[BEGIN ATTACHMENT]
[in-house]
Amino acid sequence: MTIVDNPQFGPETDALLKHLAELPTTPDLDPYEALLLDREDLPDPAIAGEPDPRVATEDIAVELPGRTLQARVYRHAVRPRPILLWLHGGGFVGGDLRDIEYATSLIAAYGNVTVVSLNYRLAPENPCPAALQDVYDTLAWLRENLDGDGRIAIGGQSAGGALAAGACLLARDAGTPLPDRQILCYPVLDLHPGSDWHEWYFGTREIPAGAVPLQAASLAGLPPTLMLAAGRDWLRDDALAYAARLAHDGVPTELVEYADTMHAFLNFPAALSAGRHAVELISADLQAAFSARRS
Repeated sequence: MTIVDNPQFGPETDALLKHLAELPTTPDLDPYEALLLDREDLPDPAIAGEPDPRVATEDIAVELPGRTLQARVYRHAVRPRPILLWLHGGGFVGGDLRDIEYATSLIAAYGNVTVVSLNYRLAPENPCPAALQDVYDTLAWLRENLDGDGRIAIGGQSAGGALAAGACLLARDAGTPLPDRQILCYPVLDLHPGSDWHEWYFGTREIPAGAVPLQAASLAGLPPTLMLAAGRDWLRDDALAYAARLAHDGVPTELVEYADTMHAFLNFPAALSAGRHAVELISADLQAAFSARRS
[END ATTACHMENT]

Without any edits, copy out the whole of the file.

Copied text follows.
[in-house]
Amino acid sequence: MTIVDNPQFGPETDALLKHLAELPTTPDLDPYEALLLDREDLPDPAIAGEPDPRVATEDIAVELPGRTLQARVYRHAVRPRPILLWLHGGGFVGGDLRDIEYATSLIAAYGNVTVVSLNYRLAPENPCPAALQDVYDTLAWLRENLDGDGRIAIGGQSAGGALAAGACLLARDAGTPLPDRQILCYPVLDLHPGSDWHEWYFGTREIPAGAVPLQAASLAGLPPTLMLAAGRDWLRDDALAYAARLAHDGVPTELVEYADTMHAFLNFPAALSAGRHAVELISADLQAAFSARRS
Repeated sequence: MTIVDNPQFGPETDALLKHLAELPTTPDLDPYEALLLDREDLPDPAIAGEPDPRVATEDIAVELPGRTLQARVYRHAVRPRPILLWLHGGGFVGGDLRDIEYATSLIAAYGNVTVVSLNYRLAPENPCPAALQDVYDTLAWLRENLDGDGRIAIGGQSAGGALAAGACLLARDAGTPLPDRQILCYPVLDLHPGSDWHEWYFGTREIPAGAVPLQAASLAGLPPTLMLAAGRDWLRDDALAYAARLAHDGVPTELVEYADTMHAFLNFPAALSAGRHAVELISADLQAAFSARRS